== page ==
Articles Magazine

The Dead Prize: Our Nominees for Design Gone Wrong


By Jody McCutcheon

If it’s true that we learn most from our mistakes, then we all should get acquainted with the Dead Prize for its potential as a great educational tool. Imagine something like the Darwin Awards, only for design instead, but without the cheeky, Letterman-esque smirk associated with being among the “in” (or “still-alive”) crowd.

Simply put, the Dead Prize aims to shame the very worst and least sustainable in design. Brainchild of Architecture for Humanity co-founder Cameron Sinclair states it’s not a plain old beauty pageant that censures “ugly,” nor is it a declaration of a project’s success or failure. It’s meant, rather, to shine the spotlight on individuals and companies whose designs, unintentionally or otherwise, harm the planet and/or its inhabitants. All detrimental design bears equal culpability in the eyes of the Dead Prize, whether well-designed things with terrible purposes, like weapons; well-designed things with good purposes but terrible side effects, like cars and airplanes; or just plain, poorly designed stinkers, like sprawling, concrete housing projects that people would sooner walk away from than live in.

Nor is the recognition merely a putdown for putting down’s sake, like the Golden Raspberry Awards (or Razzies) that acknowledge the worst film performances. Instead, the Dead Prize aspires to be a mechanism for analyzing mistakes—to understand how and why they occur, and how to correct them moving forward. In such self-absorbed times, the humbleness behind the idea is breathtaking, the idea of owning up to mistakes for the sake of improvement almost atavistic.

With all the awards and recognition bestowed upon the best of human accomplishments, the Dead Prize is a means of contrast, balance, by highlighting the worst. The responsibility of separating also-ran nominations from finalists falls to a panel of jurists selected from fields of design, education, health and media. Thus far, the majority of entries have come from the UK, the US and Brazil.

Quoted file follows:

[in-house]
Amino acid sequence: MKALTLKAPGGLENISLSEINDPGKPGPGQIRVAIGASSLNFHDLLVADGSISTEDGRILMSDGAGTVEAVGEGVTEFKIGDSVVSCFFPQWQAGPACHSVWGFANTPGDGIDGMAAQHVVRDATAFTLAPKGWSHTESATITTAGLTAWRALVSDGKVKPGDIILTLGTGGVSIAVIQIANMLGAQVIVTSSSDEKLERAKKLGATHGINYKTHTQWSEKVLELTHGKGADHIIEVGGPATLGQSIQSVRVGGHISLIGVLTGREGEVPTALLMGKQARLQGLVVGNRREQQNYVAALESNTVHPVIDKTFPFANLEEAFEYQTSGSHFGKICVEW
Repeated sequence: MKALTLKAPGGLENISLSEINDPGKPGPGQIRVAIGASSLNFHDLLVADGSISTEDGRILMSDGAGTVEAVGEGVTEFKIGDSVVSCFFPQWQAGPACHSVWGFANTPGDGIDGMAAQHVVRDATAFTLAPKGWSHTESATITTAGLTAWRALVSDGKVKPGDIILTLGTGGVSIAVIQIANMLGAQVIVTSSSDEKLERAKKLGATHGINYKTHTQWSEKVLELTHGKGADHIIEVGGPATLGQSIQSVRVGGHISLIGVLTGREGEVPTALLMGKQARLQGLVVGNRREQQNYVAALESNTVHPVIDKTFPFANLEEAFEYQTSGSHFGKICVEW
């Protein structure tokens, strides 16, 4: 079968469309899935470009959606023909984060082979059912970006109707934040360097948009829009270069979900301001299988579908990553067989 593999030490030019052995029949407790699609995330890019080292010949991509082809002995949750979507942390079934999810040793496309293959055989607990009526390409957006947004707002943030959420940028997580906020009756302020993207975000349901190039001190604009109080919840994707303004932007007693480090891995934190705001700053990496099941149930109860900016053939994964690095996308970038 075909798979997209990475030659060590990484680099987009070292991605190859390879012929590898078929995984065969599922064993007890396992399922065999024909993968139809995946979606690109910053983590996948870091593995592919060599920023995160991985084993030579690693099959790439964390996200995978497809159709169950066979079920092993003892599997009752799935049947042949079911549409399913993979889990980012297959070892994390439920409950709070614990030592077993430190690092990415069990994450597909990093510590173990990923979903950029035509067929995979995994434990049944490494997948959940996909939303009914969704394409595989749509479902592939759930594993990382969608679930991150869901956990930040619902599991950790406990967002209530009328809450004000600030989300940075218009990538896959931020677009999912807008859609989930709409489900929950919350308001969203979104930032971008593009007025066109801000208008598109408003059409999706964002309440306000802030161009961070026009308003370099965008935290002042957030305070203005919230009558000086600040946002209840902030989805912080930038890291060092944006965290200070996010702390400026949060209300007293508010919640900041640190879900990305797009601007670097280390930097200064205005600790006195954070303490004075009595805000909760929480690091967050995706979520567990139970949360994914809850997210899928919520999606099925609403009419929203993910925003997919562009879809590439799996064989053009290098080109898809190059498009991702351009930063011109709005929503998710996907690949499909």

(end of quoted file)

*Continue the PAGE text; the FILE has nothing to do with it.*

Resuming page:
Nominations fall into the categories of Buildings (e.g., Olympic villages), Infrastructure (coal or diesel plants, Berlin Wall), Objects (plastic bags and bottles, leaded petrol), Weapons (guns, Agent Orange) and Others (GMO’s, mortgage-backed securities, clothing manufacturers that condone hazardous working conditions for employees). Intriguingly, under the Others category, the Dead Prize itself has been nominated, as has the creator Sinclair.

The nomination process began in August, and it’s open to the general public, with entries taken exclusively through the Twitter account @deadprize. The nomination window closes 1 November 2014. Finalists will be announced in early December, with the winner (winners?) being declared some time in early 2015.

The top jury will consist of a panel of architecture, engineering and design experts. Being a winner of the Dead Prize would certainly carry some ignominious baggage, but a silver lining exists. Funding permitting, the organizers hope to launch a campaign to work one lucky flawed design through to a solution. It may be the only time in life where the worse you do, the better your chances of eventual success. Not exactly something to strive for.

Our Nominees

Toronto´s City Council